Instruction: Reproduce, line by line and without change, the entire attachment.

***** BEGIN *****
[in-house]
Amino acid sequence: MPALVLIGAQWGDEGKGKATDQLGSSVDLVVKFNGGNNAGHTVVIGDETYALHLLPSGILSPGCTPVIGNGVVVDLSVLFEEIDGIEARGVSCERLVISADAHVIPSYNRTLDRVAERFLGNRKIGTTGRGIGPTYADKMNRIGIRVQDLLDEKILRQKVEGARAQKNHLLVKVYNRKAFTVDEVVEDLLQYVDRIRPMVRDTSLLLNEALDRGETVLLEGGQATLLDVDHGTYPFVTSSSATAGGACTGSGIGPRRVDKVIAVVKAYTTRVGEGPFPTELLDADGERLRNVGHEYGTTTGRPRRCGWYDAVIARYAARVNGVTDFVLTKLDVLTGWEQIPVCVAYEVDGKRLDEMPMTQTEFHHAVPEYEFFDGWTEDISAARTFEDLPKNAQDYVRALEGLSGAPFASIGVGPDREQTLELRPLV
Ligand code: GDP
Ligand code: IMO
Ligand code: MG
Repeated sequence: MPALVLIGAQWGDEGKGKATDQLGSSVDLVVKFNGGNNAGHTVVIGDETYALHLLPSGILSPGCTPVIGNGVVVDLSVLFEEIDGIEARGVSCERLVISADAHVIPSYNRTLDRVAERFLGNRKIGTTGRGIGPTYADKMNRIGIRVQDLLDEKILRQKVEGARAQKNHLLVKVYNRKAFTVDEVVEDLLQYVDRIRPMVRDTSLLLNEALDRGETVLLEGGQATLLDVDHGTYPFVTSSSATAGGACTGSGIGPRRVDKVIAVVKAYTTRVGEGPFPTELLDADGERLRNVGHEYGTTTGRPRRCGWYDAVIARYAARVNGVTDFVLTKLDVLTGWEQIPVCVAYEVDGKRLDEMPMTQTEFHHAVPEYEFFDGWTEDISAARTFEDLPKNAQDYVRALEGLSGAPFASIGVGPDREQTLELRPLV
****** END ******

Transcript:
[in-house]
Amino acid sequence: MPALVLIGAQWGDEGKGKATDQLGSSVDLVVKFNGGNNAGHTVVIGDETYALHLLPSGILSPGCTPVIGNGVVVDLSVLFEEIDGIEARGVSCERLVISADAHVIPSYNRTLDRVAERFLGNRKIGTTGRGIGPTYADKMNRIGIRVQDLLDEKILRQKVEGARAQKNHLLVKVYNRKAFTVDEVVEDLLQYVDRIRPMVRDTSLLLNEALDRGETVLLEGGQATLLDVDHGTYPFVTSSSATAGGACTGSGIGPRRVDKVIAVVKAYTTRVGEGPFPTELLDADGERLRNVGHEYGTTTGRPRRCGWYDAVIARYAARVNGVTDFVLTKLDVLTGWEQIPVCVAYEVDGKRLDEMPMTQTEFHHAVPEYEFFDGWTEDISAARTFEDLPKNAQDYVRALEGLSGAPFASIGVGPDREQTLELRPLV
Ligand code: GDP
Ligand code: IMO
Ligand code: MG
Repeated sequence: MPALVLIGAQWGDEGKGKATDQLGSSVDLVVKFNGGNNAGHTVVIGDETYALHLLPSGILSPGCTPVIGNGVVVDLSVLFEEIDGIEARGVSCERLVISADAHVIPSYNRTLDRVAERFLGNRKIGTTGRGIGPTYADKMNRIGIRVQDLLDEKILRQKVEGARAQKNHLLVKVYNRKAFTVDEVVEDLLQYVDRIRPMVRDTSLLLNEALDRGETVLLEGGQATLLDVDHGTYPFVTSSSATAGGACTGSGIGPRRVDKVIAVVKAYTTRVGEGPFPTELLDADGERLRNVGHEYGTTTGRPRRCGWYDAVIARYAARVNGVTDFVLTKLDVLTGWEQIPVCVAYEVDGKRLDEMPMTQTEFHHAVPEYEFFDGWTEDISAARTFEDLPKNAQDYVRALEGLSGAPFASIGVGPDREQTLELRPLV